Number of GFP-positive cells. The dots are the numbers of GFP-positive CTCs in the patient samples. The bottom and top of the box represent the lower and upper quartiles, and the band across the box shows the median. The lower and upper bars at the ends of the whiskers show the lowest data point within 1.5 interquartile ranges of the lower quartile, and the highest data point within 1.5 interquartile ranges of the upper quartile, respectively. The green bars indicate mean value.

Association of GFP-positive CTCs with survival

The mean number of GFP-positive CTCs in the samples from 10 healthy volunteers was 4.8. We divided the patients into two groups based on the numbers of GFP-positive CTCs: 0–4 and ≥5. The clinicopathological characteristics of the two groups are summarised in Table 2. There was no significant difference between the two groups except that there was only one category of lymphatic metastasis.

Table 2 Clinicopathological characters of two patient groups by number of CTCs

Figure 6a shows the Kaplan–Meier curves for overall survival in the two groups: the patients with 0–4 CTCs and those with ≥5. There was a significant difference between the two groups (p = 0.0021). Furthermore, in the advanced gastric cancer patients with stage II–IV disease, there was a significant difference between the two groups (p = 0.0126) (Figure 6b).

Figure 6

Overall survival. (a) Overall survival of all patients. (b) Overall survival of patients with stage II–IV disease. Survival was compared according to the number of CTCs using Kaplan–Meier analysis and the log-rank statistics. **p < 0.01, * p < 0.05.

Association of GFP-positive CTCs with pathological indices

There was no significant relationship between the number of GFP-positive CTCs and cancer stage (p = 0.2313) (Figure 5). Although no statistical significance was observed, the number of GFP-positive CTCs tended to increase with the progression of the primary tumour (p = 0.1521) (Figure 7a). The number of CTCs in the samples from the node-positive patients was greater than that in the node-negative patients (p = 0.1752) (Figure 7b). Compared with the patients without distant metastases, those with distant metastases had similar numbers of GFP-positive CTCs (p = 0.5655) (Figure 7c). There was not a significant difference between the differentiated and undifferentiated type (p = 0.8387) (Figure 7d). The numbers of CTCs were similar in the samples from patients with and without lymphatic invasion (p = 0.2054) (Figure 7e). For venous invasion, the number of CTCs in the samples from the patients with invasion was significantly higher than that in patients without invasion (p = 0.0351) (Figure 7f).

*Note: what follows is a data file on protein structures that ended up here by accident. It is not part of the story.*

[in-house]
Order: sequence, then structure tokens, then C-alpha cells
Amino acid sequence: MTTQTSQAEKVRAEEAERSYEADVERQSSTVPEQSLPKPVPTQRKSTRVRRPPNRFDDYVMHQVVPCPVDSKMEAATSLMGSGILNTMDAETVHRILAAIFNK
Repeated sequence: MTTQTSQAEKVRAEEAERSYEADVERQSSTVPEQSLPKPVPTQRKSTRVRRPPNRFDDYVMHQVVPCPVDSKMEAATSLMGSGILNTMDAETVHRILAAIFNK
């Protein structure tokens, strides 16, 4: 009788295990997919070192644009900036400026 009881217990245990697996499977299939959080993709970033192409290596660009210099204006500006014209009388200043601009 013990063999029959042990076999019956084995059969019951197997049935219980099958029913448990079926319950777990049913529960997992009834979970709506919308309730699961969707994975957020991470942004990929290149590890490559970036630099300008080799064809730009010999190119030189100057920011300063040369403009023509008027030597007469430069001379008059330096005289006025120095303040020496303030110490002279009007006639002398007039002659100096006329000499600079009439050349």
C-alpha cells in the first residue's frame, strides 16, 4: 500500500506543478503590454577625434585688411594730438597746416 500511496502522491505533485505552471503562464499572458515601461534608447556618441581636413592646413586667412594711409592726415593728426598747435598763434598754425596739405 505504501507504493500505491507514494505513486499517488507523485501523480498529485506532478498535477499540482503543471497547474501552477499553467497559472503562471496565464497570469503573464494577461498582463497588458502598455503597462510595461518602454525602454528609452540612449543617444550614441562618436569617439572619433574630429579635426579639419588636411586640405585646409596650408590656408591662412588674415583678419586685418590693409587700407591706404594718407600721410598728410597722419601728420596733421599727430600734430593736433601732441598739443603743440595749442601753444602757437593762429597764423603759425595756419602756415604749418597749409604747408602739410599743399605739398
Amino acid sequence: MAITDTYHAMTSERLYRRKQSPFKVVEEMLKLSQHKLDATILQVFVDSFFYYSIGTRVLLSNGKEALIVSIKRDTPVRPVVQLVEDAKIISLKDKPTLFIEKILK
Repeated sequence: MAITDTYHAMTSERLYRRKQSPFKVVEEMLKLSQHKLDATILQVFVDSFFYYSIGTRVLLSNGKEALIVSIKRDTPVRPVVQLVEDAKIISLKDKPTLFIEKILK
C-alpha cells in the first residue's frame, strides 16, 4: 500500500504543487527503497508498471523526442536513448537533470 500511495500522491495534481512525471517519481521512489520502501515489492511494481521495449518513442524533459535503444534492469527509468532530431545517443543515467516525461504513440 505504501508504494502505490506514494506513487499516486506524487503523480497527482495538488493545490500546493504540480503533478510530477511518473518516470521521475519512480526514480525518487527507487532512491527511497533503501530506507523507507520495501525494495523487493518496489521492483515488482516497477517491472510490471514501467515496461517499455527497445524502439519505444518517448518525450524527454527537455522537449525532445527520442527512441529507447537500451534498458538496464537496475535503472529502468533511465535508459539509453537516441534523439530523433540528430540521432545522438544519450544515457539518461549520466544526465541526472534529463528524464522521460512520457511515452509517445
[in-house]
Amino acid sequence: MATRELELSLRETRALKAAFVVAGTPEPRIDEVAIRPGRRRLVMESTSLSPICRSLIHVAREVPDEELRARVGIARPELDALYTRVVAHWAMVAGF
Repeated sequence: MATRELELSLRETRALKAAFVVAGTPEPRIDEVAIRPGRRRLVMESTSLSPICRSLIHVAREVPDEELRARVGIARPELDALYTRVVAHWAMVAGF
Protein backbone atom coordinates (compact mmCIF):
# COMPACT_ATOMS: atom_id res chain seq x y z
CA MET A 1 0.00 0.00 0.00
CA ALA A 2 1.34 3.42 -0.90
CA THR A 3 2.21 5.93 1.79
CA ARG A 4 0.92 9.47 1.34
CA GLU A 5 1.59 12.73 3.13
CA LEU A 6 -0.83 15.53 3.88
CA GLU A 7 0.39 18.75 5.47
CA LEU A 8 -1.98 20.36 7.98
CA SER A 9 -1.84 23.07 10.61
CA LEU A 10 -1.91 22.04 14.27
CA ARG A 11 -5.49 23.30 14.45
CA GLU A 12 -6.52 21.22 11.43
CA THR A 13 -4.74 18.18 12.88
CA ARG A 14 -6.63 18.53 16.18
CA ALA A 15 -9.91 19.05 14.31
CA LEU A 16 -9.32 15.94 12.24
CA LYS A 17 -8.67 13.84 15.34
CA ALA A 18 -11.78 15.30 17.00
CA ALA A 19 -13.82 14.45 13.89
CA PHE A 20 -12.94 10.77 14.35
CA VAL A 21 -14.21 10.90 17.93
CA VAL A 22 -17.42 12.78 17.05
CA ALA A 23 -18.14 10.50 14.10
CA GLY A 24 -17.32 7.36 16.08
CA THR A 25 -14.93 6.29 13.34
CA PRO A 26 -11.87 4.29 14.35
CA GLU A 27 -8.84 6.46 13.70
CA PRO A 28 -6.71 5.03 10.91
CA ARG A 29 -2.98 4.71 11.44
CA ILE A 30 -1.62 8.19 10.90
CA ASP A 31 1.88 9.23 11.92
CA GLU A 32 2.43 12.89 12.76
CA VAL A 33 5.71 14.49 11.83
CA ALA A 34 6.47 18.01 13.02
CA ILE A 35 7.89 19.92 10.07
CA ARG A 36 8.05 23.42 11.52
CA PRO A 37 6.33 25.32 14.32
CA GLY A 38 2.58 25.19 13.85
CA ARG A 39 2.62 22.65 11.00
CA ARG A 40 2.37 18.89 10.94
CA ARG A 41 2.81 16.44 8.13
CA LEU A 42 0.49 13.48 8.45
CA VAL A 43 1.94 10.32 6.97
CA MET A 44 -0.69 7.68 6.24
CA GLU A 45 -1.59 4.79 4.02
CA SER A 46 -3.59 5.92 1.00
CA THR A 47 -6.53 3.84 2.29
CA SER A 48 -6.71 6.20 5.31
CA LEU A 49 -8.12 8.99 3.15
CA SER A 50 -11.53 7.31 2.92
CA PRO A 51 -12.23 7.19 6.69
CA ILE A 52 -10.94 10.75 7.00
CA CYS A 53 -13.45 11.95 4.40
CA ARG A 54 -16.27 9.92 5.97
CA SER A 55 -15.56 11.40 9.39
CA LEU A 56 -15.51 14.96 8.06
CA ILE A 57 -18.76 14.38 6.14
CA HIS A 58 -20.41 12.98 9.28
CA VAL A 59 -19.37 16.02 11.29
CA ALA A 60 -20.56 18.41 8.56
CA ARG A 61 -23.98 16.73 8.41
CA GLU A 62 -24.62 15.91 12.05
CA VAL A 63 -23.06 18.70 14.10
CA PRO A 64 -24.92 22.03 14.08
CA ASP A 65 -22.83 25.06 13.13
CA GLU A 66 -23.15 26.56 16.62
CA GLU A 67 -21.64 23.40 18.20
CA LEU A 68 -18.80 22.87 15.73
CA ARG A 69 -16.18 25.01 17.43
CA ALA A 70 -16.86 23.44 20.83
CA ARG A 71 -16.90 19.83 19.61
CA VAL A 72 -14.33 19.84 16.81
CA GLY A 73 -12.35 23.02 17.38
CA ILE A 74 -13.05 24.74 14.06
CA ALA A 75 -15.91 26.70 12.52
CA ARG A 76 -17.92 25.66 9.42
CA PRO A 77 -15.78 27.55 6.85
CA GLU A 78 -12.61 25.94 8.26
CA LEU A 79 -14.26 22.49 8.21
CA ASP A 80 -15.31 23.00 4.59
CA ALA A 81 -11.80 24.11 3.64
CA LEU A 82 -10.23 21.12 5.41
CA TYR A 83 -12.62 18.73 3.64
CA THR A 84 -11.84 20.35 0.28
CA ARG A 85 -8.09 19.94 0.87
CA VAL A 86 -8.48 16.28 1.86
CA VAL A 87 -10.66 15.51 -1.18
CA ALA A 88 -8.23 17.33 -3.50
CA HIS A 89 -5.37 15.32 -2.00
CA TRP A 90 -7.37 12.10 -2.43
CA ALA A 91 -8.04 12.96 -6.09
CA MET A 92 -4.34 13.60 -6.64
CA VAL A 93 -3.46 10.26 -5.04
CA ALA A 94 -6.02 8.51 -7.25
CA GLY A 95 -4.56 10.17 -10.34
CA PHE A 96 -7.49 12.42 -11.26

Figure 7

Relationship between number of GFP-positive CTCs in a 7.5-ml blood sample from gastric cancer patients and pathological findings in the patients. The dots are the numbers of GFP-positive CTCs in the patient samples. The bottom and top of the box represent the lower and upper quartiles, and the band across the box shows the median. The lower and upper bars at the ends of the whiskers show the lowest data point within 1.5 interquartile ranges of the lower quartile, and the highest data point within 1.5 interquartile ranges of the upper quartile, respectively. a, Tumour invasion depth (T1–T4 indicate increasing depth). b, Lymphatic metastasis (N0 = negative, N1–3 = positive). c, Distant metastasis (M0 = negative, M1 = positive). d, Histological type (differentiated type and undifferentiated type). e, Lymphatic invasion (L0 = negative, L1 = positive). f, Venous invasion (V0 = negative, V1 = positive), *p < 0.05. Although only venous invasion displayed a statistically significant difference, there were some trends towards an increase in CTC number with increasing disease progression.


This paper reports the correlation between CTCs and gastric cancer, which is the second leading cause of cancer-related death worldwide. The usefulness of the detection of CTCs in the diagnosis, estimation of prognosis, and evaluation of treatment effects has already been reported for breast [27, 33], prostate [34], lung [35] and digestive tract [11, 36, 37] cancers. This study indicates that it is also useful for gastric cancer.

One major outcome of our study was a significant relationship between the number of CTCs and prognosis. Although we used a short follow-up period, the prognosis of patients who had ≥5 CTCs in their 7.5-ml peripheral blood samples was poor. Patients with early stage disease generally have a lower recurrence rate [38], and those with stage I disease actually had no recurrence in our study. We also calculated survival rate in advanced gastric cancer patients with stage II–IV disease, and showed that these patients had a similar survival pattern to those with stage I–IV disease. These results suggest that preoperative chemotherapy or comprehensive treatment is appropriate for advanced disease patients who have many CTCs in pretreatment samples because of their poor prognosis.